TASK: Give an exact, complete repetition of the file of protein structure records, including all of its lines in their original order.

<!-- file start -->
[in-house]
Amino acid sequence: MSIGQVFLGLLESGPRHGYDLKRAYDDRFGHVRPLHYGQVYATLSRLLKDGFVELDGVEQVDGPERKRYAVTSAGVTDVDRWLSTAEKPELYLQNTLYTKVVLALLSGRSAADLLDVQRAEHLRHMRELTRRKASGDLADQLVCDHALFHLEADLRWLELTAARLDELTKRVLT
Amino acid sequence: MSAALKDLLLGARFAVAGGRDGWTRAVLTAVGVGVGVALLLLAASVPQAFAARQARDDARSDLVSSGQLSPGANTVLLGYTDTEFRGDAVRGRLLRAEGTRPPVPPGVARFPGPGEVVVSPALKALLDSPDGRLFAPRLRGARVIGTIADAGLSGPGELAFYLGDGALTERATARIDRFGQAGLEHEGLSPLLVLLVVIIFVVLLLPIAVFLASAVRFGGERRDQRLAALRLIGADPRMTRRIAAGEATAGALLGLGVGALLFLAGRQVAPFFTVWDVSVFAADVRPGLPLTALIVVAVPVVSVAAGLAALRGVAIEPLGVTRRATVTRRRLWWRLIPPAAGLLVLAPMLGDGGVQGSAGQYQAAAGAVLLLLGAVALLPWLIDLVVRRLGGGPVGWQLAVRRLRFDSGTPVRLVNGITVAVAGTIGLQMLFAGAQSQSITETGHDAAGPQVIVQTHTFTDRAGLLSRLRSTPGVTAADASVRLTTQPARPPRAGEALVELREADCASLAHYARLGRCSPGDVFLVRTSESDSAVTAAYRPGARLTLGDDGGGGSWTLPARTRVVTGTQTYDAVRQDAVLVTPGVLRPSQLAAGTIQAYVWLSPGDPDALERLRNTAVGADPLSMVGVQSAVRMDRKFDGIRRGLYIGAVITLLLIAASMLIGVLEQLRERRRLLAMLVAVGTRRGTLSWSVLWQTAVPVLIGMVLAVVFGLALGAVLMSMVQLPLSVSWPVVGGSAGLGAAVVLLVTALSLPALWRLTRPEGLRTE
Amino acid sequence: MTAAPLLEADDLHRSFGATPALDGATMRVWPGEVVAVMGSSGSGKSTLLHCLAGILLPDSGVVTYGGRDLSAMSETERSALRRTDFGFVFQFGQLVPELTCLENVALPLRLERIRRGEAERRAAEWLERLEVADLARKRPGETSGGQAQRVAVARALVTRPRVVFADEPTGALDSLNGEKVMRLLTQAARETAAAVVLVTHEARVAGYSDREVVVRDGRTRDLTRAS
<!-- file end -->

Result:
[in-house]
Amino acid sequence: MSIGQVFLGLLESGPRHGYDLKRAYDDRFGHVRPLHYGQVYATLSRLLKDGFVELDGVEQVDGPERKRYAVTSAGVTDVDRWLSTAEKPELYLQNTLYTKVVLALLSGRSAADLLDVQRAEHLRHMRELTRRKASGDLADQLVCDHALFHLEADLRWLELTAARLDELTKRVLT
Amino acid sequence: MSAALKDLLLGARFAVAGGRDGWTRAVLTAVGVGVGVALLLLAASVPQAFAARQARDDARSDLVSSGQLSPGANTVLLGYTDTEFRGDAVRGRLLRAEGTRPPVPPGVARFPGPGEVVVSPALKALLDSPDGRLFAPRLRGARVIGTIADAGLSGPGELAFYLGDGALTERATARIDRFGQAGLEHEGLSPLLVLLVVIIFVVLLLPIAVFLASAVRFGGERRDQRLAALRLIGADPRMTRRIAAGEATAGALLGLGVGALLFLAGRQVAPFFTVWDVSVFAADVRPGLPLTALIVVAVPVVSVAAGLAALRGVAIEPLGVTRRATVTRRRLWWRLIPPAAGLLVLAPMLGDGGVQGSAGQYQAAAGAVLLLLGAVALLPWLIDLVVRRLGGGPVGWQLAVRRLRFDSGTPVRLVNGITVAVAGTIGLQMLFAGAQSQSITETGHDAAGPQVIVQTHTFTDRAGLLSRLRSTPGVTAADASVRLTTQPARPPRAGEALVELREADCASLAHYARLGRCSPGDVFLVRTSESDSAVTAAYRPGARLTLGDDGGGGSWTLPARTRVVTGTQTYDAVRQDAVLVTPGVLRPSQLAAGTIQAYVWLSPGDPDALERLRNTAVGADPLSMVGVQSAVRMDRKFDGIRRGLYIGAVITLLLIAASMLIGVLEQLRERRRLLAMLVAVGTRRGTLSWSVLWQTAVPVLIGMVLAVVFGLALGAVLMSMVQLPLSVSWPVVGGSAGLGAAVVLLVTALSLPALWRLTRPEGLRTE
Amino acid sequence: MTAAPLLEADDLHRSFGATPALDGATMRVWPGEVVAVMGSSGSGKSTLLHCLAGILLPDSGVVTYGGRDLSAMSETERSALRRTDFGFVFQFGQLVPELTCLENVALPLRLERIRRGEAERRAAEWLERLEVADLARKRPGETSGGQAQRVAVARALVTRPRVVFADEPTGALDSLNGEKVMRLLTQAARETAAAVVLVTHEARVAGYSDREVVVRDGRTRDLTRAS